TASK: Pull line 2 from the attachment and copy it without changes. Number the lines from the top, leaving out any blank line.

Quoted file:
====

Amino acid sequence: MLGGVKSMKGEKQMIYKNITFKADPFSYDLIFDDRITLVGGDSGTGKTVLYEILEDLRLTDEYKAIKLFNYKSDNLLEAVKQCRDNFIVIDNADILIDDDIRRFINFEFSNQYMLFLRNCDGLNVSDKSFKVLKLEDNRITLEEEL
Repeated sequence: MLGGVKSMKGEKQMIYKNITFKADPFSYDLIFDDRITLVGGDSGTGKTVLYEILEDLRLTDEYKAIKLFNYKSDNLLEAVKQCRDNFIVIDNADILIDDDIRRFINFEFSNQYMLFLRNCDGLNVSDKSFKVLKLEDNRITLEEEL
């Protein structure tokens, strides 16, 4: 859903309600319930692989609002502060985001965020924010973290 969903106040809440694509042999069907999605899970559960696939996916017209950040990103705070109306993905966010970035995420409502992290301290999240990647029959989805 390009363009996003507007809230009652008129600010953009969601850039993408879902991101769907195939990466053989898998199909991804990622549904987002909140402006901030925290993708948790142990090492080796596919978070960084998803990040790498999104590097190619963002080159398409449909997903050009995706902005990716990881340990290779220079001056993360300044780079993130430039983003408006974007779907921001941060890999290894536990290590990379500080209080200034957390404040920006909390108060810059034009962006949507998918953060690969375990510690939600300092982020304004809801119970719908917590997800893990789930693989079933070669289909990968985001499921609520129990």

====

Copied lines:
Repeated sequence: MLGGVKSMKGEKQMIYKNITFKADPFSYDLIFDDRITLVGGDSGTGKTVLYEILEDLRLTDEYKAIKLFNYKSDNLLEAVKQCRDNFIVIDNADILIDDDIRRFINFEFSNQYMLFLRNCDGLNVSDKSFKVLKLEDNRITLEEEL